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Fears of nuclear catastrophe grow after attacks on power plant in Ukraine

U.N. Secretary-General Antonio Guterres called for international inspectors to be given access to the Russian-controlled site, saying, “Any attack to a nuclear plant is a suicidal thing.”

KYIV, Ukraine — The prospect of a nuclear catastrophe spurred growing international alarm Monday after shelling hit a Russian-controlled power plant in Ukraine that is almost twice the size of Chernobyl.

United Nations Secretary-General Antonio Guterres called for international inspectors to be given access to the sprawling nuclear site as fears of a disaster grew after the weekend strikes left the plant damaged but still operational.

“Any attack to a nuclear plant is a suicidal thing,” he said Monday in Tokyo after a ceremony in Hiroshima to commemorate the 77th anniversary of the world’s first atomic bombing.

Russia and Ukraine have traded accusations over who is responsible for attacks on the plant, which is the largest in Europe.

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A Russian service member patrols the territory of the Zaporizhzhia nuclear power station in Enerhodar in May.Andrey Borodulin / AFP via Getty Images

Ukraine, which said Russian shelling hit the Soviet-era site Friday and Saturday, has called for the plant to be demilitarized.

The Russian attacks damaged several buildings, put one reactor offline and raised the threat of radiation leaks and fires, according to Energoatom, Ukraine’s national energy company.

The Russian Defense Ministry said it was Ukrainian artillery that hit the plant, damaging a high-voltage power line that served the Zaporizhzhia and Kherson regions.

NBC News has not verified the claims of either side.

Either way, political figures around the world have warned of the higher threat of disaster, and 54,000 people were without power as a result of the shelling, Energoatom's head said Saturday.

The plant is in Zaporizhzhia, an area of southeastern Ukraine that Russian forces seized in the early stages of the war and may now be in the sights of a Ukrainian counteroffensive.

Petro Kotin, the head of Energoatom, has called for Russian forces to withdraw and hand over control to a team of peacekeepers.

"What we need is for Russia to just release Zaporizhzhia nuclear power plant and make some type of no-military zone around it," he said Saturday, adding that while the plant was stable, radiation levels “could increase at any moment.” He warned that there was a real risk of a “nuclear catastrophe” and a “radiation catastrophe” because huge amounts of spent nuclear material could be hit by rockets.

Energoatom alleged Monday that Russian forces had placed mines in the power plant and warned that further fighting could trigger a huge disaster.

The company cited Andriy Yusov, a spokesman for the Ukrainian Defense Ministry’s intelligence division, who told NBC News that Ukraine has evidence Russian forces mined the site. He said Ukrainian intelligence had been observing Russian soldiers transporting explosives and ammunition on the complex since the day they took it over.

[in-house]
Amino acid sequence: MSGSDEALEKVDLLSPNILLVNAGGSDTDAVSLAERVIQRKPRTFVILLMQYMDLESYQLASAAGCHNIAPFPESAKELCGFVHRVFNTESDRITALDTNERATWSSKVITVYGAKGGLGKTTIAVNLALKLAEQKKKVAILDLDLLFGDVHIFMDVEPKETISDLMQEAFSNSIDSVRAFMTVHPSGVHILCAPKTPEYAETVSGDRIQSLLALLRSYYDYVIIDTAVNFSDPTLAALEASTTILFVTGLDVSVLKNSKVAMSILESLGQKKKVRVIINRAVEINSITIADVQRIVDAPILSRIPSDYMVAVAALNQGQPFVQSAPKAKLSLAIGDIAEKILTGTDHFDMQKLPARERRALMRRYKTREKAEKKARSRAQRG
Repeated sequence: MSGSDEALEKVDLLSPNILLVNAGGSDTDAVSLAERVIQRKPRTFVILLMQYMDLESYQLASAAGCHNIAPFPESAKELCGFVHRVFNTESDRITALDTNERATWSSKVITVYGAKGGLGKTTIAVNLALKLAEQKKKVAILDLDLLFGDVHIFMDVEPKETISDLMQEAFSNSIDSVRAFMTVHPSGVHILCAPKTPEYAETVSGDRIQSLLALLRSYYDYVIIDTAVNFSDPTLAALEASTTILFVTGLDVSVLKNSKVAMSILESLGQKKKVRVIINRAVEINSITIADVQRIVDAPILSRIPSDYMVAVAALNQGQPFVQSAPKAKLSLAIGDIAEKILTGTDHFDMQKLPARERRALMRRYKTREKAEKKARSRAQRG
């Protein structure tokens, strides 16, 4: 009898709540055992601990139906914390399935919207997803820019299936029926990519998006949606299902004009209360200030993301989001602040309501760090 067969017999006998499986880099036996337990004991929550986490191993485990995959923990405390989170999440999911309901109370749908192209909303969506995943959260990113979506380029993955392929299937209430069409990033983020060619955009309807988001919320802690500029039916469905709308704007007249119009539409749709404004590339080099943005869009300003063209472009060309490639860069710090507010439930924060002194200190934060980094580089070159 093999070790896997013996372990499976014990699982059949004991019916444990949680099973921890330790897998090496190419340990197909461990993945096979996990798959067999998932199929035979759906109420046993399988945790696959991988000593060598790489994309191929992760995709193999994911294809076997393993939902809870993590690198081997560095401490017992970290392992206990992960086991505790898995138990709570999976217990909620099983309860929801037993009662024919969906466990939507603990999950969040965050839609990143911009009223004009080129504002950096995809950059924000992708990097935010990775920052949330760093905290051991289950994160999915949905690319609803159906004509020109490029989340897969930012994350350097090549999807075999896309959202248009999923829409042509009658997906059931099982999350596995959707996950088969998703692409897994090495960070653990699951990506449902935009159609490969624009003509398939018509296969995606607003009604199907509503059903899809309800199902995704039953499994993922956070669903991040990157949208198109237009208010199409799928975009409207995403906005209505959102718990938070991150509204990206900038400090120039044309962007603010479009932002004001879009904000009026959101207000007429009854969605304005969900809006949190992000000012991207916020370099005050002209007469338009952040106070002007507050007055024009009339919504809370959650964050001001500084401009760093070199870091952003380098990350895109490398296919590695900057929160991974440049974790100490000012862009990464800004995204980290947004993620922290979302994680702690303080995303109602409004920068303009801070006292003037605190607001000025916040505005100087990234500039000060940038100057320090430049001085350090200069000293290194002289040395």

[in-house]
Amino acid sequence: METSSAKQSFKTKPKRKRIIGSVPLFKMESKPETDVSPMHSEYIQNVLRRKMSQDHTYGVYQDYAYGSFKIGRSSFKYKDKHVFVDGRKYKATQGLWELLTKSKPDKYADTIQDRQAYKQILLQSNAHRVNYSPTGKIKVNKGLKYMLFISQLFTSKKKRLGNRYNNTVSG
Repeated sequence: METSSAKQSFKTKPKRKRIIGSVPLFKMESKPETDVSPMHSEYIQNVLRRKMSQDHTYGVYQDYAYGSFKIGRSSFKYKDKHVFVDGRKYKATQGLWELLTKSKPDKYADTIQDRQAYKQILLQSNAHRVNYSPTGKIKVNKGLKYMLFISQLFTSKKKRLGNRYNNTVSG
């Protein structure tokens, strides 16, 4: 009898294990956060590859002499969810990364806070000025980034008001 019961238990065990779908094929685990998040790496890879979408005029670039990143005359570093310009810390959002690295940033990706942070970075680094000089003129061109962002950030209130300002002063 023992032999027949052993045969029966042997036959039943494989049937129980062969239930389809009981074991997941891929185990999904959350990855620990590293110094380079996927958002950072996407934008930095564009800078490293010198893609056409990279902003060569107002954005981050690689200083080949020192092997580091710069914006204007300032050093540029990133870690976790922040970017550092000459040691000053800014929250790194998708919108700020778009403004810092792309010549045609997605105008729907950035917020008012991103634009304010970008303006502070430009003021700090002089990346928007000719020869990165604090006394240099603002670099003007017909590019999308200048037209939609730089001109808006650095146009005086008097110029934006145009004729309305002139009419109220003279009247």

Moscow has yet to respond to the accusation. NBC News has asked the Kremlin for a response.

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An aerial view of the dry spent fuel facility at the Zaporizhzhia nuclear power plant.Sputnik via AP

Russia has denied shelling the plant, instead accusing Ukraine’s 44th Artillery Brigade of launching attacks from the nearby town of Marganets. Ukraine was responsible for “a new act of nuclear terrorism,” the Russian Defense Ministry said in a statement, according to the state-owned RIA Novosti news agency.

The nuclear reactor complex was operating in "normal mode," Yevgeniy Balitsky, the Russian-installed head of the local administration, said Monday, according to the Russian news agency Interfax. Later, the Defense Ministry said the high-voltage line had been damaged, causing a power surge and forcing staff members to reduce output from two of the site's six reactors to "prevent disruption."

Kremlin spokesman Dmitry Peskov said the shelling was “extremely dangerous” in his daily call with reporters Monday, adding, “We expect the countries that have absolute influence on the Ukrainian leadership to use this influence in order to rule out the continuation of such shelling.”

U.S. Secretary of State Antony Blinken said last week that he was "deeply concerned" by Russian forces’ takeover of the plant.

"There are credible reports," he said, "that Russia is using this plant as the equivalent of a human shield, but a nuclear shield in the sense that it’s firing on Ukrainians from around the plant, and of course the Ukrainians cannot and will not fire back lest there be a terrible accident involving a nuclear plant.”

Russian forces seized the plant in March, just over a week after the invasion began, but it is still run by its Ukrainian staff. Around 500 Russian soldiers and 50 military vehicles are at the plant, Energoatom said.

The 1986 disaster at the Chernobyl nuclear power plant near the northern Ukrainian city of Pripyat is considered the worst on record. It required the evacuation of more than 100,000 people living within nearly 19 miles, and the resulting radiation was detected across Europe. Officially, fewer than 50 people died as a direct result of Chernobyl, a figure that scientists and environmental groups vigorously contest.

Ukrainian lawmakers have speculated that as many as 3 million people could die and that 51 million more could be otherwise affected by radiation in a serious incident involving the Zaporizhzhia plant.

Josh Lederman reported from Kyiv, and Patrick Smith reported from London.